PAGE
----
Speech perception differences in children with dyslexia and persistent speech delay

Kathryn L. Cabbage, Tiffany P. Hogan, Thomas D Carrell

Research output: Contribution to journalArticle

4 Citations (Scopus)

Abstract

Purpose Deficits in phonology, which are related to the organization and retrieval of speech sounds in the mental lexicon, are associated with two distinct clinical disorders, dyslexia and persistent speech delay. Research has shown associated speech perception deficits in individuals with these disorders, but the degree to which the underlying perceptual deficits overlap is unclear. In this study, we investigated how children with dyslexia, children with persistent speech delay and their typically-developing peers differed in speech perception when listening to speech stimuli that varied in non-linguistic temporal fine structure acoustic characteristics. Method Thirty-six children were classified into three groups (dyslexia, speech sound disorder, typically-developing; n = 12 in each group) based on their reading and speech articulation skills. Novel single-word sine-wave speech stimuli was aurally presented to the children. Results There were no group differences between children with dyslexia and their typically-developing peers, but the children with persistent speech delay had more difficulty than the other two groups. In particular, the children with persistent speech delay had difficulty recognizing words with limited acoustic structure when the stimuli involved a phoneme that they misarticulated in their own speech. Conclusions These results suggest a specific difficulty in the perception of temporal fine structure in children with persistent speech delay.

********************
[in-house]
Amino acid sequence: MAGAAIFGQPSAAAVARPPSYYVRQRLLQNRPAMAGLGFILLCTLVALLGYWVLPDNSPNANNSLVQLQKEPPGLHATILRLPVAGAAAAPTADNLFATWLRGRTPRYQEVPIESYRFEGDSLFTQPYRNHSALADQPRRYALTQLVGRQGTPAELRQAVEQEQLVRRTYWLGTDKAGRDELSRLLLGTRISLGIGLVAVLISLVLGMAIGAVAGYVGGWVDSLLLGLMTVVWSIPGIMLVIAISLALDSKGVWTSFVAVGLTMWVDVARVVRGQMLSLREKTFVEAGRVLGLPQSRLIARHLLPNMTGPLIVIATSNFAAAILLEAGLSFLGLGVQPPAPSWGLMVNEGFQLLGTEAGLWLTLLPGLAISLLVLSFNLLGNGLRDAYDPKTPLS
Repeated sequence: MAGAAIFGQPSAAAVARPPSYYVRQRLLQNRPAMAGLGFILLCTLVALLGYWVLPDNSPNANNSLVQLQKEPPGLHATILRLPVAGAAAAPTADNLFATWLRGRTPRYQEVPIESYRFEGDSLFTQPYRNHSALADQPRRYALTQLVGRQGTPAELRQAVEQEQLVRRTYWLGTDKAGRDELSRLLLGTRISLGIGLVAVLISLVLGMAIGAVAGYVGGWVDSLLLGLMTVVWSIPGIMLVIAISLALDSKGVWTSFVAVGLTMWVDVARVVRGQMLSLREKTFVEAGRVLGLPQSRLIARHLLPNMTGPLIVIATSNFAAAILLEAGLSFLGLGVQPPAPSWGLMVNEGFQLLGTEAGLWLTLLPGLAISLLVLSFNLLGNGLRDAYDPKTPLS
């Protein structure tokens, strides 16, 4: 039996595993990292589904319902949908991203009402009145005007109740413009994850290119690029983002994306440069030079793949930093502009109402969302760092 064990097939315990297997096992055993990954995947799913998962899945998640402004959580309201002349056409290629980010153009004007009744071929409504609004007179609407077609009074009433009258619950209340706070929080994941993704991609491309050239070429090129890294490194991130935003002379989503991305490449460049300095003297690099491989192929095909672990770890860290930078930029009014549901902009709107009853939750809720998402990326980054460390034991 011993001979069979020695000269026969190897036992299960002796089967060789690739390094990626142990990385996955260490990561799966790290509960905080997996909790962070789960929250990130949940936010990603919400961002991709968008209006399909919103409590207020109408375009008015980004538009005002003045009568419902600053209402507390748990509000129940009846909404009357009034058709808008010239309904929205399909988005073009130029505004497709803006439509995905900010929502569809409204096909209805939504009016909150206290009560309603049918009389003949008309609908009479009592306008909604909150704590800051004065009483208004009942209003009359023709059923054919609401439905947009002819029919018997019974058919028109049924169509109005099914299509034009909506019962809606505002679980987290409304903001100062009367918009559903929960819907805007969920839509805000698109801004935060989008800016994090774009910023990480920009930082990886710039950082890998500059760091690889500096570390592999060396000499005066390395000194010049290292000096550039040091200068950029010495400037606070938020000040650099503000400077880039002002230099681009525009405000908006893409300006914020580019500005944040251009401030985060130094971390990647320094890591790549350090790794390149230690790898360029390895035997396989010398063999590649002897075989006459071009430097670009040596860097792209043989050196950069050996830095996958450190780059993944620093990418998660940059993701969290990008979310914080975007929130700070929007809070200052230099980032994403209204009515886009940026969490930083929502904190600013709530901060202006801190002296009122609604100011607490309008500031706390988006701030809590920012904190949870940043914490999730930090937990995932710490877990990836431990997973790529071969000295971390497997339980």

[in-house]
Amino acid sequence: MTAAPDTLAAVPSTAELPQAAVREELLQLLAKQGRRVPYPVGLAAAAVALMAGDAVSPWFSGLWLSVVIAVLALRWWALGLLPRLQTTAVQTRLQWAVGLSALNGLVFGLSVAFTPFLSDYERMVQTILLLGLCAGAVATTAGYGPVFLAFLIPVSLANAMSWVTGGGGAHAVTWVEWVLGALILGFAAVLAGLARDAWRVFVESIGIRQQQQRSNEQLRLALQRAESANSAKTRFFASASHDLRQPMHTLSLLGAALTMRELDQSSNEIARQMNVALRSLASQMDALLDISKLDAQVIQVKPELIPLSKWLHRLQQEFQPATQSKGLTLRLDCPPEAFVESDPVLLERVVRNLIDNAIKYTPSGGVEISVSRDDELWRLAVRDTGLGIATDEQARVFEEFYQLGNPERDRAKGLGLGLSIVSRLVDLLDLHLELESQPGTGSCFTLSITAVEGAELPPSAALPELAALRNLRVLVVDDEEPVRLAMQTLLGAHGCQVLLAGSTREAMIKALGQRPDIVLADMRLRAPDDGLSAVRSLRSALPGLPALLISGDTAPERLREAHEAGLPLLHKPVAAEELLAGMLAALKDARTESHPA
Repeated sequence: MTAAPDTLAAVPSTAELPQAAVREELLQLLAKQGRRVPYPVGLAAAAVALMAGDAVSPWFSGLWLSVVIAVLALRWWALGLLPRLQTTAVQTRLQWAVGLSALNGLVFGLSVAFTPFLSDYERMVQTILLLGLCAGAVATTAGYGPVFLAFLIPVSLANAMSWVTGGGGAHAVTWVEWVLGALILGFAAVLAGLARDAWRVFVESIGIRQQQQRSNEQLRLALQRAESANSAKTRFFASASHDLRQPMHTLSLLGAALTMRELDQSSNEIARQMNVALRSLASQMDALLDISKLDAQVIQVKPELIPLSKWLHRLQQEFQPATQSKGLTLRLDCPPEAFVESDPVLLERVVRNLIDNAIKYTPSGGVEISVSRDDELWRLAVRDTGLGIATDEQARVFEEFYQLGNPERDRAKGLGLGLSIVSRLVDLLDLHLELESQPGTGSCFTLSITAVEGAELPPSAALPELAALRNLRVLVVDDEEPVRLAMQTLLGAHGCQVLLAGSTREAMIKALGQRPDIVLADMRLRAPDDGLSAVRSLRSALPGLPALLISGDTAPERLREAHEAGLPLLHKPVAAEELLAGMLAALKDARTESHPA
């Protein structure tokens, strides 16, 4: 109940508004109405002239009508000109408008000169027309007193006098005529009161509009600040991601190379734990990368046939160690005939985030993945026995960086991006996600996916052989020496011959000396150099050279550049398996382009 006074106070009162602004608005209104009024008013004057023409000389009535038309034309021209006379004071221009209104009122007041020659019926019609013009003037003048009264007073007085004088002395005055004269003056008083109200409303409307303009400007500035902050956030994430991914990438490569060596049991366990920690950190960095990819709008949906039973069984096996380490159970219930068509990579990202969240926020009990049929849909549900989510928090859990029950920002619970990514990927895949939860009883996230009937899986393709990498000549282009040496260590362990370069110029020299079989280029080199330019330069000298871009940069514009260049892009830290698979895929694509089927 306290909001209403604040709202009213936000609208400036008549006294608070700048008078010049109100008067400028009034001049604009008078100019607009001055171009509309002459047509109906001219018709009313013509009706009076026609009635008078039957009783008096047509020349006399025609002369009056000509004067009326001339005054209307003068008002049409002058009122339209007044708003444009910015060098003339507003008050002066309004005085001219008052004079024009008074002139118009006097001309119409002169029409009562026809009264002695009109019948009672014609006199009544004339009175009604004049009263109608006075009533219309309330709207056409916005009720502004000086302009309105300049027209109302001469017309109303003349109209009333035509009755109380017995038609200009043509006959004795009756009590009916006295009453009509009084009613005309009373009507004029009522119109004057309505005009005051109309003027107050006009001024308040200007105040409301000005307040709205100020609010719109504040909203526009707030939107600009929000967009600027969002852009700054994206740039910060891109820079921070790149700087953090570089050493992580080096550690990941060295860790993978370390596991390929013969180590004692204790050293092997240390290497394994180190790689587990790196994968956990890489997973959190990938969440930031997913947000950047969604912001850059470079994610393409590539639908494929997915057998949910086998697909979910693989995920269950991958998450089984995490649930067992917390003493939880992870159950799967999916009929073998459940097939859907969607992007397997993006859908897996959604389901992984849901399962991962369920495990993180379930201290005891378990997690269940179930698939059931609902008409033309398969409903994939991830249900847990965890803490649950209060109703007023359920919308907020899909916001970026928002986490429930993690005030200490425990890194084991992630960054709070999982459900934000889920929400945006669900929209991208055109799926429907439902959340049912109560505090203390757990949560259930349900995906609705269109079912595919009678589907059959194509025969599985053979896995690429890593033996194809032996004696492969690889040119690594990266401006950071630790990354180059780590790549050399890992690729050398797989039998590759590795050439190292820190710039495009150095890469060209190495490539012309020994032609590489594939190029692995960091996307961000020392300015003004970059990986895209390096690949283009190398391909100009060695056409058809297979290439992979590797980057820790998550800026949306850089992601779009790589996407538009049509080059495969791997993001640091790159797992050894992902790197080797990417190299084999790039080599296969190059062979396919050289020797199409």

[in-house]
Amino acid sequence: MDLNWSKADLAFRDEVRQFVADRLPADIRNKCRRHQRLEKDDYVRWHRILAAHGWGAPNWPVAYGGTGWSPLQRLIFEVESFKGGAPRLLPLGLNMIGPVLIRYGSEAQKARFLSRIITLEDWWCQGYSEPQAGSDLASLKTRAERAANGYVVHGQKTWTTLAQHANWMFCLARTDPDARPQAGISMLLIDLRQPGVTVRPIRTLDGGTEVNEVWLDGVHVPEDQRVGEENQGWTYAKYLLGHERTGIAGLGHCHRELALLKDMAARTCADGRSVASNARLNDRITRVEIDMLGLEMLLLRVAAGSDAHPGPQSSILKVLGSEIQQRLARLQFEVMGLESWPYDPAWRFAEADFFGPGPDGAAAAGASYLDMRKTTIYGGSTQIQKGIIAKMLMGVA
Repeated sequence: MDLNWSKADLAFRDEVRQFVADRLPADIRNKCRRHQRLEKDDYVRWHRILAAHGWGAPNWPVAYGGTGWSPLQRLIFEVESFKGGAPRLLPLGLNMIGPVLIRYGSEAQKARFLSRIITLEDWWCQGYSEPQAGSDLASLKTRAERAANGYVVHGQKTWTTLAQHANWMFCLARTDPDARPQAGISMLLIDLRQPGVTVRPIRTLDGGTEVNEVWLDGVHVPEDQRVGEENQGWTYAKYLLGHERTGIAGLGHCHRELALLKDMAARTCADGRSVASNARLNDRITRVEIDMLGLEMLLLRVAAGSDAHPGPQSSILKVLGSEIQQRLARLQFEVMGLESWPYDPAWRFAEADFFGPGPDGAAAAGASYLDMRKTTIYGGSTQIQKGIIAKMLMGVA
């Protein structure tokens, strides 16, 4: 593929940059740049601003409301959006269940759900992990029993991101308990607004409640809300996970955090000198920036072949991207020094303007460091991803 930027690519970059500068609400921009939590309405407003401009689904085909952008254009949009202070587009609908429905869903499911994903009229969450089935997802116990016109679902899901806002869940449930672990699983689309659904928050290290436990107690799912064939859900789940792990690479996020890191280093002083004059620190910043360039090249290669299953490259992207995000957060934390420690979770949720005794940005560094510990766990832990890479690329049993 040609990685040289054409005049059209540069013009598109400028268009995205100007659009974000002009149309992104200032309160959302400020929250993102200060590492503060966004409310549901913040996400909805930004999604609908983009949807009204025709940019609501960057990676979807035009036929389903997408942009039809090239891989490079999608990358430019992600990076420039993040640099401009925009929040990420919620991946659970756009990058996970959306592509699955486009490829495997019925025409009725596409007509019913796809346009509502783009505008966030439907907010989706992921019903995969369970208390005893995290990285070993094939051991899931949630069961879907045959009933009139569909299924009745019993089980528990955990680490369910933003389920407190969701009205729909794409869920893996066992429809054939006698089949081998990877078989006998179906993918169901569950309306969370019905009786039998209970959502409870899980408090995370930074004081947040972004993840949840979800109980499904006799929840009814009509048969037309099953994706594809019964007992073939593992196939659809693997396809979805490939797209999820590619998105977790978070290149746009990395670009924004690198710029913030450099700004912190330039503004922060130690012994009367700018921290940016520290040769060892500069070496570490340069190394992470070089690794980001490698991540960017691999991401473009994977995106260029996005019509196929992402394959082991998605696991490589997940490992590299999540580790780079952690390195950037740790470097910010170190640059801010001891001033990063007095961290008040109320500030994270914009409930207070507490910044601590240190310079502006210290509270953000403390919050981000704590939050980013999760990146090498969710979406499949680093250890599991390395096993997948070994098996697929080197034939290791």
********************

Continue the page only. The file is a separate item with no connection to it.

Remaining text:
Original languageEnglish (US)
Pages (from-to)14-25
Number of pages12
JournalSpeech Communication
Volume82
DOIs
StatePublished - Sep 1 2016

Fingerprint

Dyslexia
Speech Perception
dyslexia
Disorder
Fine Structure
deficit
stimulus
Acoustics
Speech
Children
acoustics
Group
Acoustic waves
phonology
Overlap

Keywords

  • Dyslexia
  • Persistent speech delay
  • Phonological processing
  • Speech perception
  • Speech sound disorder

ASJC Scopus subject areas

  • Software
  • Modeling and Simulation
  • Communication
  • Language and Linguistics
  • Linguistics and Language
  • Computer Vision and Pattern Recognition
  • Computer Science Applications

Cite this

Speech perception differences in children with dyslexia and persistent speech delay. / Cabbage, Kathryn L.; Hogan, Tiffany P.; Carrell, Thomas D.

In: Speech Communication, Vol. 82, 01.09.2016, p. 14-25.

Research output: Contribution to journalArticle

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